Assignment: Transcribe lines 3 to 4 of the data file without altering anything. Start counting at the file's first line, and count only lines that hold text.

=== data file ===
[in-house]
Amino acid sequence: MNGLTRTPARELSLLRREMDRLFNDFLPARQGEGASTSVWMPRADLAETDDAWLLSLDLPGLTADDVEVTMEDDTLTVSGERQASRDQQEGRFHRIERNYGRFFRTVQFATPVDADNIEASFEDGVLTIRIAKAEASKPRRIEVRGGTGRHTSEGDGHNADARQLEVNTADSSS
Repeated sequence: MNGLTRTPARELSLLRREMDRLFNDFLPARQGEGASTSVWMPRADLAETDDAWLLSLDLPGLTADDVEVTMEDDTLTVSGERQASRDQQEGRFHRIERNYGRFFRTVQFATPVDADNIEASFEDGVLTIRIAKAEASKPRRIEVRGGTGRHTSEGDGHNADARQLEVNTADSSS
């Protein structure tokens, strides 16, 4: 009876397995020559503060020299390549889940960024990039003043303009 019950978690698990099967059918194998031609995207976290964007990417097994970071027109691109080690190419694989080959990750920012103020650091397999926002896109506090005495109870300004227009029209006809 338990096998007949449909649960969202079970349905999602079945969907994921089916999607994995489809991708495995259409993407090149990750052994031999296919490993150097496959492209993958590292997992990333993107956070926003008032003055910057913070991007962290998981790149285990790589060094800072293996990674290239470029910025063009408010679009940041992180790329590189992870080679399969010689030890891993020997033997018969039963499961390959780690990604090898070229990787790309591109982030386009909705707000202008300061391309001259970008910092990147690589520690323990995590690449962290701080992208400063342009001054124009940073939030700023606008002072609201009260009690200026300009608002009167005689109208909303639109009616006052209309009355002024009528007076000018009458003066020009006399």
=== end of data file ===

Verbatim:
Repeated sequence: MNGLTRTPARELSLLRREMDRLFNDFLPARQGEGASTSVWMPRADLAETDDAWLLSLDLPGLTADDVEVTMEDDTLTVSGERQASRDQQEGRFHRIERNYGRFFRTVQFATPVDADNIEASFEDGVLTIRIAKAEASKPRRIEVRGGTGRHTSEGDGHNADARQLEVNTADSSS
């Protein structure tokens, strides 16, 4: 009876397995020559503060020299390549889940960024990039003043303009 019950978690698990099967059918194998031609995207976290964007990417097994970071027109691109080690190419694989080959990750920012103020650091397999926002896109506090005495109870300004227009029209006809 338990096998007949449909649960969202079970349905999602079945969907994921089916999607994995489809991708495995259409993407090149990750052994031999296919490993150097496959492209993958590292997992990333993107956070926003008032003055910057913070991007962290998981790149285990790589060094800072293996990674290239470029910025063009408010679009940041992180790329590189992870080679399969010689030890891993020997033997018969039963499961390959780690990604090898070229990787790309591109982030386009909705707000202008300061391309001259970008910092990147690589520690323990995590690449962290701080992208400063342009001054124009940073939030700023606008002072609201009260009690200026300009608002009167005689109208909303639109009616006052209309009355002024009528007076000018009458003066020009006399």